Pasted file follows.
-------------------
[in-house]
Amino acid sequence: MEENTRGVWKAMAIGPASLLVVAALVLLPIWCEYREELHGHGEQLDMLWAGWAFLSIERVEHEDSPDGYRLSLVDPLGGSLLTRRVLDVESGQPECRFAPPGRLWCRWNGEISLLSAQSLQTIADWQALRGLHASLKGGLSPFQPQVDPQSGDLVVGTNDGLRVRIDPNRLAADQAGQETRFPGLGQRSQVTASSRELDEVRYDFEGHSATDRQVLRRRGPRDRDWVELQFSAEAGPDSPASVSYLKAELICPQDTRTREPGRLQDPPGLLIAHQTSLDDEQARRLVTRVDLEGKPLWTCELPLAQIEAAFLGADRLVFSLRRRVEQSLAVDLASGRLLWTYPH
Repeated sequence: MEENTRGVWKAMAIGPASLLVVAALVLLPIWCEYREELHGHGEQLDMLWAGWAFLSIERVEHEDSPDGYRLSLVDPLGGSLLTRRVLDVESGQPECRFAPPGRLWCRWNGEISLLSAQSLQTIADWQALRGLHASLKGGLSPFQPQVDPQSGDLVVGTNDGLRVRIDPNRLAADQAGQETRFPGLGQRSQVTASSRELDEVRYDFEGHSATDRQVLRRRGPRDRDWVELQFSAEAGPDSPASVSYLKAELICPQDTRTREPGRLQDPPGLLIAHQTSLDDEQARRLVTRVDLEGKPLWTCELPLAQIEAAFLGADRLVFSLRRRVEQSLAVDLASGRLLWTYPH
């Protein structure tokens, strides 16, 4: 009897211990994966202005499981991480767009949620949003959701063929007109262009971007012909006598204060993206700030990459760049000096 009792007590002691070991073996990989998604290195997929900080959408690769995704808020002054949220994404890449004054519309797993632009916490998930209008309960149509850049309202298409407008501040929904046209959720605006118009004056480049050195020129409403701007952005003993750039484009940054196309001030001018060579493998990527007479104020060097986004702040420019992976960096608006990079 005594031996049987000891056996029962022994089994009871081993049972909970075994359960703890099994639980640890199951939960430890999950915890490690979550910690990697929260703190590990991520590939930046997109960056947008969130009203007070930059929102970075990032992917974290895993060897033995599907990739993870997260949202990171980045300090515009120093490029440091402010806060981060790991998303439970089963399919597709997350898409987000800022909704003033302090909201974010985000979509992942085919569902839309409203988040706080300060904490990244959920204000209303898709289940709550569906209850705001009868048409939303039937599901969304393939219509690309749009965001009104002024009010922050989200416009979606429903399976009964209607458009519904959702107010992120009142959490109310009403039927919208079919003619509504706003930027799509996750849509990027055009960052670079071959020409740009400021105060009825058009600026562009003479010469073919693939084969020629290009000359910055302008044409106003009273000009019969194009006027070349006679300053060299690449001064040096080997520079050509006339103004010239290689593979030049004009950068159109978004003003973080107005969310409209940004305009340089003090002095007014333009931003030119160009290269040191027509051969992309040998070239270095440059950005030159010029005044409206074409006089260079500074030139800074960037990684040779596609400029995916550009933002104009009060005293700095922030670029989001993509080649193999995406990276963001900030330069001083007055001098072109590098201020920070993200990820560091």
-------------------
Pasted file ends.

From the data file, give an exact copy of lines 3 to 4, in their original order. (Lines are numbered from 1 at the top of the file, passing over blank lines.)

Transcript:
Repeated sequence: MEENTRGVWKAMAIGPASLLVVAALVLLPIWCEYREELHGHGEQLDMLWAGWAFLSIERVEHEDSPDGYRLSLVDPLGGSLLTRRVLDVESGQPECRFAPPGRLWCRWNGEISLLSAQSLQTIADWQALRGLHASLKGGLSPFQPQVDPQSGDLVVGTNDGLRVRIDPNRLAADQAGQETRFPGLGQRSQVTASSRELDEVRYDFEGHSATDRQVLRRRGPRDRDWVELQFSAEAGPDSPASVSYLKAELICPQDTRTREPGRLQDPPGLLIAHQTSLDDEQARRLVTRVDLEGKPLWTCELPLAQIEAAFLGADRLVFSLRRRVEQSLAVDLASGRLLWTYPH
């Protein structure tokens, strides 16, 4: 009897211990994966202005499981991480767009949620949003959701063929007109262009971007012909006598204060993206700030990459760049000096 009792007590002691070991073996990989998604290195997929900080959408690769995704808020002054949220994404890449004054519309797993632009916490998930209008309960149509850049309202298409407008501040929904046209959720605006118009004056480049050195020129409403701007952005003993750039484009940054196309001030001018060579493998990527007479104020060097986004702040420019992976960096608006990079 005594031996049987000891056996029962022994089994009871081993049972909970075994359960703890099994639980640890199951939960430890999950915890490690979550910690990697929260703190590990991520590939930046997109960056947008969130009203007070930059929102970075990032992917974290895993060897033995599907990739993870997260949202990171980045300090515009120093490029440091402010806060981060790991998303439970089963399919597709997350898409987000800022909704003033302090909201974010985000979509992942085919569902839309409203988040706080300060904490990244959920204000209303898709289940709550569906209850705001009868048409939303039937599901969304393939219509690309749009965001009104002024009010922050989200416009979606429903399976009964209607458009519904959702107010992120009142959490109310009403039927919208079919003619509504706003930027799509996750849509990027055009960052670079071959020409740009400021105060009825058009600026562009003479010469073919693939084969020629290009000359910055302008044409106003009273000009019969194009006027070349006679300053060299690449001064040096080997520079050509006339103004010239290689593979030049004009950068159109978004003003973080107005969310409209940004305009340089003090002095007014333009931003030119160009290269040191027509051969992309040998070239270095440059950005030159010029005044409206074409006089260079500074030139800074960037990684040779596609400029995916550009933002104009009060005293700095922030670029989001993509080649193999995406990276963001900030330069001083007055001098072109590098201020920070993200990820560091």